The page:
Step 1, Proofing: In a large bowl (or the mixer bowl if you plan on letting the bread hook to the heavy lifting); whisk in the 2 Tbsp. of Honey, and the 2 Tbsp. of Yeast; mix until smooth. Whisk in the first 3 cups of flour–I usually move from the coarsest flour to the smoothest, so the wheat flour here. Now leave this in a warm place for 5 minutes and walk away. Fold laundry, try to figure out where you put the bread flour, dance, just leave the yeast alone.
Step 2, Kneading: Come back, Little Sheba. If it is bigger, and a little poofy, the yeast is doing great. If not, either you have bad yeast or a cold spot. Whisk down this living thing in the bowl, and add 1 Tbsp of Salt. Add in the Bread Flour 1/4 of a cup at a time, and thoroughly mix it in; when the whisk becomes impractical, use a big wooden spoon, when this is too hard, use a mixer with a bread hook or turn it our onto a floured surface. It is important to knead the flour in 1/4 of a cup at a time, and after each bit of flour, hook or knead the bread until it becomes one thing again–not a mixture of flour and dough, but one unit. When the dough is a single round thing holding on to itself and not sticking to other things, behaving about like a deflated volley ball, it is ready. The amount of the flour doesn’t matter–getting it to this proper consistency is what matters. Roll it around on the counter for good measure.
Step 3, Rising: Grease a smooth bowl 3 times as big as the dough. Roll the dough ball in the oil, and then cover with plastic wrap or a wet towel or something that will let it slip without drying out. Let this sit in in a warm place–in the oven with a heating pad on a different shelf, on the sunny side of the house, just a safe and warm place–until the dough has doubled in size. Usually, this will be about an hour.
Step 4, Second Rising: Grease 3 bread pans, or 2 bread pans and 2 little pans, or some such combinations. Turn the dough out onto a clean surface, and punch it down (forcefully knead it), which should reduce it to close to its original size. Separate this into 3 portions ( or 4 or… you figure it out) and shape these into loaves; make sure that there are not seams or spots the loaf might separate, maybe pinching loose edges and rolling it about a bit–each should be smooth and coherent–it’s own little self. Put each loaf into a pan, slit along the top with a sharp knife (this lets bubbles out) and set these into a warm place until they have grown–usually less that the first rise. about half way through this rise (20? 25 minutes?) pre-heat the oven to 400 degrees.
Step 5, Baking: put them in the oven for 30 or 35 minutes, until the top crust is a nice dark brown. figure out your oven, and see if you need to turn them or rotate them to get them to cook evenly. When they are done, get them out, take them out of the pans, and put them on a cooling rack. Usually, at this point, I take a little butter and polish the top with them, but one doesn’t have to.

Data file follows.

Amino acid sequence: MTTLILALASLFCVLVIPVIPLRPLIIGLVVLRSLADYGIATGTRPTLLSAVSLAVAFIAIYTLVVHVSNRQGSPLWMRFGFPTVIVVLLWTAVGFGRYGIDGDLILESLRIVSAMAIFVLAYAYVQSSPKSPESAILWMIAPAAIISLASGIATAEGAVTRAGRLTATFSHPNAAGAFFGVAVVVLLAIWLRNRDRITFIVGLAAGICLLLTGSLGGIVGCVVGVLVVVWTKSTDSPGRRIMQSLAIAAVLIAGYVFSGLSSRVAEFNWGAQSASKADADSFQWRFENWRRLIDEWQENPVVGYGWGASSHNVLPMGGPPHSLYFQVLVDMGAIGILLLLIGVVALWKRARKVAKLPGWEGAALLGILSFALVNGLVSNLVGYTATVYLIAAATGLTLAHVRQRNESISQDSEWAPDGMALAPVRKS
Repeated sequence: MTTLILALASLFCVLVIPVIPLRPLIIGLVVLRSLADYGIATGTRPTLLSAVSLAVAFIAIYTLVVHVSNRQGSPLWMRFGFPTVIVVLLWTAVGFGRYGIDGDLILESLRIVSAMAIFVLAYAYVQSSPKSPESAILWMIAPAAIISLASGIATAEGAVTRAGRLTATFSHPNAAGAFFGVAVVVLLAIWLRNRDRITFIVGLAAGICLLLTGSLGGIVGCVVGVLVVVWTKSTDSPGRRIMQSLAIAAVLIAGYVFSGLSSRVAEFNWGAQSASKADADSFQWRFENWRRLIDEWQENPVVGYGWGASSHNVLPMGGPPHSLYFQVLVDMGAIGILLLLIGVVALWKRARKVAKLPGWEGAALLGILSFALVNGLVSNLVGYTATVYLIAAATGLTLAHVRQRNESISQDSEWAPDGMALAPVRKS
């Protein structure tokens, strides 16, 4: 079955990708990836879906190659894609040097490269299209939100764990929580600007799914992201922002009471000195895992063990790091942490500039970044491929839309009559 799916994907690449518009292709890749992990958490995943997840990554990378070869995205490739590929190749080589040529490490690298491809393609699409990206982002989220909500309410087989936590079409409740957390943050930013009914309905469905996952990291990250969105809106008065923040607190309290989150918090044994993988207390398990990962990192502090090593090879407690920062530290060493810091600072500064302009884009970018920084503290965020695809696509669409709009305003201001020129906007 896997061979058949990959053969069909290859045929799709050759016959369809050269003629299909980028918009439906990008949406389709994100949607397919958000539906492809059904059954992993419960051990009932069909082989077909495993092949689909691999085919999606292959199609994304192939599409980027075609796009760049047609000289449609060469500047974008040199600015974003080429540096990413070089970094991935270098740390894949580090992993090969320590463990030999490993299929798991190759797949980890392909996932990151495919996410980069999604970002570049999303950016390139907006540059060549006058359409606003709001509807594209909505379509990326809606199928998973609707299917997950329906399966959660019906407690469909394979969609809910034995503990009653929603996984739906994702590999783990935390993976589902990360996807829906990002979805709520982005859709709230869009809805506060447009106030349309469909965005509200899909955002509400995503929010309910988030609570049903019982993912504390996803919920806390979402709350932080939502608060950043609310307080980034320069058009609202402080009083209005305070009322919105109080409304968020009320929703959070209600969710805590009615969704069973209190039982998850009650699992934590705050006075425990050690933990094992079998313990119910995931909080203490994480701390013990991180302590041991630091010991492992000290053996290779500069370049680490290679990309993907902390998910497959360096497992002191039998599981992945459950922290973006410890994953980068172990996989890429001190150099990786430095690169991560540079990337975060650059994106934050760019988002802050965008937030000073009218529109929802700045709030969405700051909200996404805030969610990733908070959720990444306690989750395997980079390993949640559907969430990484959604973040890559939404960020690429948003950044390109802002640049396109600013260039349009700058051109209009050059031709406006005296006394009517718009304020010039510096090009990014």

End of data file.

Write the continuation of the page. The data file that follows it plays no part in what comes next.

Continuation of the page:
The Philosopher's lockerLast Step, Sharing: You may have noticed I made 3 loaves. You can, of course, use division and figure out how to make a smaller batch, but I suggest you make 3, and then figure out why you needed 3. The bread might be so good that one loaf is eaten before it even cools. Most importantly, if you have extra bread, you will have to give it away. Give it to a wandering Buddhist monk, a musician or a college student–all of these are good karma. You might give some to somebody you love, or whom you wish to love, or who needs to feel loved. My mom says it is just as easy to pray for somebody while kneading bread as it is just to pray for somebody; I don’t understand prayer, but I know everybody needs to feel loved and everybody loves good bread.

Note: this recipe is adapted from Family Fun’s Family Cookbook. I know, it’s Disney, but it is a great cookbook.

If you have a question, leave a question; if you need a question, take a question.

Pilosophy BistroSo, as I get started, are there any questions anybody would like to throw out?
Giedra: Here are my questions, as someone who never studied philosophy:  What misconceptions do decently educated people have about philosophy/particular lines of philosophical thought/particular philosophers?  What aspects of philosophy, if any, do you wish were more widely known/understood, and why?  What are the differences/similarities between philosophy and theology?  
Sarah: How can I get my mom to remember that her great-grandson’s name is that–Soren–and not Borst?
Jerri: I would like to hear your thoughts about why American culture vilifies intelligence and critical thinking.
Grace: What about Germany? How did it shape you, what reminds you of it, what was it like growing up there? Also: Existentialism vs Nihilism? Why does wandering make you feel less lost?
Melissa: How do you make bread from scratch?
Ben: Is there a correlation between Western society’s increased individualism, And their decreased threshold for discomfort, pain and suffering?
Abby: What’s for dinner when your fridge currently holds eggs, bacon, zucchini, and three kinds of cheese (and the zucchini needs to be used or tossed)?
Emilee: Why should humans be good?

shoes and books

I was listening to Richard Blanco’s Inaugural Poem today, and was struck by the following line:

“hands as worn as my father’s cutting sugarcane
so my brother and I could have books and shoes.”

ShoesSo much of your childhood I spent working
and missing you;
in classes I taught, phones I answered, files I sorted, keys labelled and given, customers I greeted and smiled to again and again and again.
Wondering, all the while, what story you might be telling if I was there.

But I had to work.
I had to work to buy you the things you would need,
Things like books and shoes.

Books to take you to whole new worlds,Books
and shoes to take you across this one;
books to feed you on dreams,
and shoes to walk towards them.

I have been a father,
and I have given you books and shoes and love.
Books and shoes to take you far from me,
and love to keep you always near.